The things that once stood in the way of on-demand applications are starting to crumble, which is good news for business users.
Real clouds are just condensed water – light, almost ephemeral things you could pass through with ease. Moving towards cloud computing, on the other hand, may be unnecessarily more difficult for some organizations, for reasons that have nothing to do with the technology.
Take a recent story on Information Management, which captures some of the frustrations around a U.S. government program designed to ensure IT investments are made with due diligence and avoid duplication of effort. Sadly, nearly 80% of government workers surveyed said they weren’t happy with the Federal Risk and Authorization Management Program (FedRAMP). The attractions of getting on the cloud may actually inspire a mutiny:
Federal cloud decision makers remain uncertain about the process, with some ignoring the program entirely even though it is mandatory for federal agency cloud deployments and service models at the low and moderate risk impact levels.
Of course, there are sound reasons why programs like FedRAMP have been introduced in the public sector, just as private enterprises have been cautious and careful about moving workloads into hosted environments. Many started out with so-called private cloud environments, for example, before getting more serious about offloading IT infrastructure to third parties and using software-as-a-service to meet their needs.
Debunking the Myth
The biggest issue has traditionally been security, which has been largely overcome or folded within more over-arching data protection strategies. The other concern has been that cloud-based IT might not work as well as that which runs in your own data centers. However InfoWorld has suggested that the threat of “noisy neighbours” – having other firm’s software running next to your own – has turned out to be something of a myth:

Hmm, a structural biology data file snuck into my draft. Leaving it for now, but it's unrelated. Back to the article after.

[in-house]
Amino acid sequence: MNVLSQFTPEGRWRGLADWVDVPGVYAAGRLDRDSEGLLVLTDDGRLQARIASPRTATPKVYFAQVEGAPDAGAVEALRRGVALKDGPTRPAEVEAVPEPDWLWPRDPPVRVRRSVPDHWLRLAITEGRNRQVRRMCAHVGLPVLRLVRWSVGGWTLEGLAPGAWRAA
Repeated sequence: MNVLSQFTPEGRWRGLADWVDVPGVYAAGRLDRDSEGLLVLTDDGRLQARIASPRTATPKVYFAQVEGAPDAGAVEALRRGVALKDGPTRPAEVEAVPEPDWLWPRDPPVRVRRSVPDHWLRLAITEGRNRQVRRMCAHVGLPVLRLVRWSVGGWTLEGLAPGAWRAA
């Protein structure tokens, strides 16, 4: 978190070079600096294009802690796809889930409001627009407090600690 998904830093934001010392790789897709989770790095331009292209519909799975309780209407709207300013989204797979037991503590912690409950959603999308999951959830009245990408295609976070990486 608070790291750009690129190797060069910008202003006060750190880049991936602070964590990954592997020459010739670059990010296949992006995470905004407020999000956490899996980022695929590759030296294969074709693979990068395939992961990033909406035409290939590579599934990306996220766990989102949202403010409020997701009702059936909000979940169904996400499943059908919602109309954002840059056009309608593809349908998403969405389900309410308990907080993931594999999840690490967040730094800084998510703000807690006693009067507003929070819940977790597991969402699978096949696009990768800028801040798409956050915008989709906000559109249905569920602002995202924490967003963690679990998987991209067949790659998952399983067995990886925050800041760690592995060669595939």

“You simply don’t hear of performance problems caused by contention with other cloud tenants. The multi-tenant factor that scared the hell out of traditional IT shops does not seem to be a real issue,” the publication said. “Public clouds let you allocate more machine instances on demand. That elasticity prevents performance degradation because you can quickly address resource contention with the simple invocation of a provisioning API by the admins or, better yet, the applications themselves.”
This isn’t just important insight for IT professionals or CIOs. It’s also worth bringing to the attention of CFOs and finance teams because, as these technologies and compute models occur, there may be more instances where business units choose to migrate to these tools directly.
Of course they’ll need to consider compliance and partner with IT, but it looks like the road to on-demand software and services is slowly but surely happening.
In other words, the clouds are finally parting.